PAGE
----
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Sound-alike/look-alike issues:
Ethyol® may be confused with ethanol

U.S. BRAND NAMES — Ethyol®

Adjuvant, Chemoprotective Agent (Cytoprotective)

DOSING: ADULTS — Note: Antiemetic medication, including dexamethasone 20 mg I.V. and a serotonin 5-HT3 receptor antagonist, is recommended prior to and in conjunction with amifostine.

Cisplatin-induced renal toxicity, reduction: I.V.: 910 mg/m2 once daily over 15 minutes 30 minutes prior to cytotoxic therapy
For 910 mg/m2 doses, the manufacturer suggests the following blood pressure-based adjustment schedule:
The infusion of amifostine should be interrupted if the systolic blood pressure decreases significantly from baseline, as defined below:
Decrease of 20 mm Hg if baseline systolic blood pressure <100
Decrease of 25 mm Hg if baseline systolic blood pressure 100-119
Decrease of 30 mm Hg if baseline systolic blood pressure 120-139
Decrease of 40 mm Hg if baseline systolic blood pressure 140-179
Decrease of 50 mm Hg if baseline systolic blood pressure ≥ 180
If blood pressure returns to normal within 5 minutes (assisted by fluid administration and postural management) and the patient is asymptomatic, the infusion may be restarted so that the full dose of amifostine may be administered. If the full dose of amifostine cannot be administered, the dose of amifostine for subsequent cycles should be 740 mg/m2.

Xerostomia from head and neck cancer, reduction:
I.V.: 200 mg/m2 over 3 minutes once daily 15-30 minutes prior to radiation therapy or
SubQ (unlabeled route): 500 mg once daily prior to radiation therapy

Prevention of radiation proctitis in rectal cancer (unlabeled use): I.V.: 340 mg/m2 once daily prior to radiation therapy (Keefe, 2007; Peterson, 2008)

DOSING: ELDERLY — Refer to adult dosing.

DOSAGE FORMS — Excipient information presented when available (limited, particularly for generics); consult specific product labeling.

Injection, powder for reconstitution: 500 mg
Ethyol®: 500 mg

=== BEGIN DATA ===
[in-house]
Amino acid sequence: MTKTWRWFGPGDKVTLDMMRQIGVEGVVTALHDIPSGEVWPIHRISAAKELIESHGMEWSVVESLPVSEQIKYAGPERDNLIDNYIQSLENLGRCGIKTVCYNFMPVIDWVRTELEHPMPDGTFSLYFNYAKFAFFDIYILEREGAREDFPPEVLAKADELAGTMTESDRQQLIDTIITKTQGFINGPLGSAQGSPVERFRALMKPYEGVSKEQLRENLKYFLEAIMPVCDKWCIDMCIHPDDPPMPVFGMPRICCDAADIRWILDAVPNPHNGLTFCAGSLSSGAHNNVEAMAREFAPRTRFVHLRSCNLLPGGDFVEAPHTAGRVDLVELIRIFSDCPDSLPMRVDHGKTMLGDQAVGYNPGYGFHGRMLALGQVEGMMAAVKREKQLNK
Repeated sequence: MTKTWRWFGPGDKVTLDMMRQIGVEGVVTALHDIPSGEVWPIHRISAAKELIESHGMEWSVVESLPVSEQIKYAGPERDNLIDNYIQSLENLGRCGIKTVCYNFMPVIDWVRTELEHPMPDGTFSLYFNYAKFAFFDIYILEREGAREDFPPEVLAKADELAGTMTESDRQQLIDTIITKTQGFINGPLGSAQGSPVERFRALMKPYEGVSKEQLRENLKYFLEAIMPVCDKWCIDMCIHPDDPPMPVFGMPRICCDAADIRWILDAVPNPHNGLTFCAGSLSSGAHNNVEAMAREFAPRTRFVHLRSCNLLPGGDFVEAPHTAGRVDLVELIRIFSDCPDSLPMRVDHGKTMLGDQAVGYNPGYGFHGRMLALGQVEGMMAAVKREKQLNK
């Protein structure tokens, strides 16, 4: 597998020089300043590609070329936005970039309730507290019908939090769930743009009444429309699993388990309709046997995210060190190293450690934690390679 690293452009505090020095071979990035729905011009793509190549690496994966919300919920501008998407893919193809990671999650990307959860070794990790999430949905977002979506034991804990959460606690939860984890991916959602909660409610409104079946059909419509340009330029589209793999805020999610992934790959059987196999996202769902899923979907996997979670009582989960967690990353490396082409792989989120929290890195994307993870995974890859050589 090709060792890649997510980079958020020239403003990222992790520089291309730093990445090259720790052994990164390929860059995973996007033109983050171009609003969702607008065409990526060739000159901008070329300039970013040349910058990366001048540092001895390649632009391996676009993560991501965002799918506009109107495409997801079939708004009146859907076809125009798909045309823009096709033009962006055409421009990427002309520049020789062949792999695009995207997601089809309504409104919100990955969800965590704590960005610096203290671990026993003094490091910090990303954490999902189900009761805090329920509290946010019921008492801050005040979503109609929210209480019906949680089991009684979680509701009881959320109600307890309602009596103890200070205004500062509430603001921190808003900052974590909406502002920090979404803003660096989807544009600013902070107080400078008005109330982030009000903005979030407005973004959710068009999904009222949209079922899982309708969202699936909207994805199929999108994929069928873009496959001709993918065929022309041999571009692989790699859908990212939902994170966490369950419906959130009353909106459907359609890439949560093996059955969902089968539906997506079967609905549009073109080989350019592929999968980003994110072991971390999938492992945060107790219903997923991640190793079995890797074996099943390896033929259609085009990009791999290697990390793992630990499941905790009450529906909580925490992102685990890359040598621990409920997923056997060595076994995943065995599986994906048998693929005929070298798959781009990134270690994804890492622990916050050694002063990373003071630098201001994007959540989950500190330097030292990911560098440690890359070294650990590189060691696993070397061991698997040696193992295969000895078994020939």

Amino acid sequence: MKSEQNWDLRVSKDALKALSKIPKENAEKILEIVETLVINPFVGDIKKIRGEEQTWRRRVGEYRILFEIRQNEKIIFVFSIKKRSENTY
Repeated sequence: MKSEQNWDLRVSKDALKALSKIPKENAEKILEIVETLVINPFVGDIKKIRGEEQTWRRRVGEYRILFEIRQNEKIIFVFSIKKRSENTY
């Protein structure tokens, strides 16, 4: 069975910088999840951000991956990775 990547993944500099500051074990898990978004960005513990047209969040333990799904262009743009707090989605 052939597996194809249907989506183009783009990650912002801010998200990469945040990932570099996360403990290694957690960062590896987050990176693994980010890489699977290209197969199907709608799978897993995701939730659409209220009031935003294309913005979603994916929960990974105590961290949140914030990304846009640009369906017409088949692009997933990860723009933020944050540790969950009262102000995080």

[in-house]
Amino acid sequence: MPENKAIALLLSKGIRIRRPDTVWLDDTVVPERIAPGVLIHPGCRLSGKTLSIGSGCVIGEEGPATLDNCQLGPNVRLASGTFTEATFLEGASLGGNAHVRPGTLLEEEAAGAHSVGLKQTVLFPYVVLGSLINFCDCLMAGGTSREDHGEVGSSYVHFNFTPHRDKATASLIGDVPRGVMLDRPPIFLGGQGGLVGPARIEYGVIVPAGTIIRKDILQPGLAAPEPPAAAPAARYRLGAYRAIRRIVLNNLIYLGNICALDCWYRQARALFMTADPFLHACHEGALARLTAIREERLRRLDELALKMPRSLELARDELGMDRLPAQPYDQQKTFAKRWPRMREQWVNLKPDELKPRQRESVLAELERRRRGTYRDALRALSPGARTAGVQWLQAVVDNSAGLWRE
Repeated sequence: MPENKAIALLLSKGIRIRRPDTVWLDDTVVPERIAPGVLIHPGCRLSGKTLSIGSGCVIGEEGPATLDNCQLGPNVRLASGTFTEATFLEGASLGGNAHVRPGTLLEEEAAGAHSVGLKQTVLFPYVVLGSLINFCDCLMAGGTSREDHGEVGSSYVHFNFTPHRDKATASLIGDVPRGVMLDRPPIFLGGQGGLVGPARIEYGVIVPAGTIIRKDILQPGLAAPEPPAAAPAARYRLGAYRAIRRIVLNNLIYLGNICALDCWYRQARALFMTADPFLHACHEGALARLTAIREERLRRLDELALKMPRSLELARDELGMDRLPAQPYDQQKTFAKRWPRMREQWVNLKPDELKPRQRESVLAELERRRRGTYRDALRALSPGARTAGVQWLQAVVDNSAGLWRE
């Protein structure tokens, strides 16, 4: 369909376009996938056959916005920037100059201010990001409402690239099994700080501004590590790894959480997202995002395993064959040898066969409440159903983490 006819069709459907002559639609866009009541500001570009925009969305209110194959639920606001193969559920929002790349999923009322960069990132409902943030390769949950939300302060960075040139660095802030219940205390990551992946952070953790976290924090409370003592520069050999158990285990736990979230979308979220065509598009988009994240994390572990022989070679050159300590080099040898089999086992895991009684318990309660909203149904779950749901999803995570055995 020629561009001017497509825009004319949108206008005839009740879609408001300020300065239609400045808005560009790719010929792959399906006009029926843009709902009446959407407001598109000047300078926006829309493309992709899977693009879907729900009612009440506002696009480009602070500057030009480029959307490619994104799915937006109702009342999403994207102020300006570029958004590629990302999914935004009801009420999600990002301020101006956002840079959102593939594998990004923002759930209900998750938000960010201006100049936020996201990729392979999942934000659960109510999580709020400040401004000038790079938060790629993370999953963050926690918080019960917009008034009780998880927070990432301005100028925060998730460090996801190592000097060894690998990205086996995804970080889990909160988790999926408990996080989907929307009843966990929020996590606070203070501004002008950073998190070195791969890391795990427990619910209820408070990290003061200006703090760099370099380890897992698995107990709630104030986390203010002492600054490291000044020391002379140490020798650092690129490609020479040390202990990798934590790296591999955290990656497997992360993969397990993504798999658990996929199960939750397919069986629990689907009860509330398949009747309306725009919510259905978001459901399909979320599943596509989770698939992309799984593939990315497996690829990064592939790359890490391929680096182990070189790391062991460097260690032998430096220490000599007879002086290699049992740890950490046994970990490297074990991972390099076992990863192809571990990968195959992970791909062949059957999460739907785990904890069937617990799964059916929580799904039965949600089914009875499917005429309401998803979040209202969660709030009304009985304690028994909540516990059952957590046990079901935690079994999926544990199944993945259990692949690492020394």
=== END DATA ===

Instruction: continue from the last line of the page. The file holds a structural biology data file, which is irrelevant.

Injection, powder for reconstitution: 500 mg
Ethyol®: 500 mg


ADMINISTRATION — I.V.: Administer over 3 minutes (prior to radiation therapy) or 15 minutes (prior to cisplatin); administration as a longer infusion is associated with a higher incidence of side effects. Patients should be kept in supine position during infusion. Note: SubQ administration (unlabeled) has been used.

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Y-site administration: Compatible: Amikacin, aminophylline, ampicillin, ampicillin/sulbactam, aztreonam, bleomycin, bumetanide, buprenorphine, butorphanol, calcium gluconate, carboplatin, carmustine, cefazolin, cefotaxime, cefotetan, cefoxitin, ceftazidime, ceftizoxime, ceftriaxone, cefuroxime, cimetidine, ciprofloxacin, clindamycin, co-trimoxazole, cyclophosphamide, cytarabine, dacarbazine, dactinomycin, daunorubicin HCl, dexamethasone sodium phosphate, diphenhydramine, dobutamine, docetaxel, dopamine, doxorubicin HCl, doxycycline, droperidol, enalaprilat, etoposide, famotidine, floxuridine, fluconazole, fludarabine, fluorouracil, furosemide, gallium nitrate, gemcitabine, gentamicin, granisetron, haloperidol lactate, heparin, hydrocortisone sodium succinate, hydromorphone, idarubicin, ifosfamide, imipenem/cilastatin, leucovorin calcium, lorazepam, magnesium sulfate, mannitol, mechlorethamine, meperidine, mesna, methotrexate, methylprednisolone sodium succinate, metoclopramide, metronidazole, mitomycin, mitoxantrone, morphine, nalbuphine, ondansetron, pemetrexed, piperacillin, potassium chloride, promethazine, ranitidine, sodium bicarbonate, streptozocin, teniposide, thiotepa, ticarcillin/clavulanate, tobramycin, vancomycin, vinblastine, vincristine, zidovudine. Incompatible: Acyclovir, amphotericin B, chlorpromazine, cisplatin, ganciclovir, hydroxyzine HCl, prochlorperazine edisylate.

USE — Reduce the incidence of moderate-to-severe xerostomia in patients undergoing postoperative radiation treatment for head and neck cancer, where the radiation port includes a substantial portion of the parotid glands; reduce the cumulative renal toxicity associated with repeated administration of cisplatin

USE – UNLABELED / INVESTIGATIONAL — Prevention of radiation proctitis in patients with rectal cancer

Cardiovascular: Hypotension (15% to 61%; grades 3/4: 3% to 8%; dose dependent)
Gastrointestinal: Nausea/vomiting (53% to 96%; grades 3/4: 8% to 30%; dose dependent)

1% to 10%: Endocrine & metabolic: Hypocalcemia (clinically significant: 1%)

<1% (Limited to important or life-threatening): Apnea, anaphylactoid reactions, anaphylaxis, arrhythmia, atrial fibrillation, atrial flutter, back pain, bradycardia, cardiac arrest, chest pain, chest tightness, chills, cutaneous eruptions, dizziness, erythema multiforme, exfoliative dermatitis, extrasystoles, dyspnea, fever, flushing, hiccups, hypersensitivity reactions (fever, rash, hypoxia, dyspnea, laryngeal edema), hypertension (transient), hypoxia, malaise, MI, myocardial ischemia, pruritus, rash (mild), renal failure, respiratory arrest, rigors, seizure, sneezing, somnolence, Stevens-Johnson syndrome, supraventricular tachycardia, syncope, tachycardia, toxic epidermal necrolysis, toxoderma, urticaria CONTRAINDICATIONS — Hypersensitivity to aminothiol compounds or any component of the formulation WARNINGS / PRECAUTIONS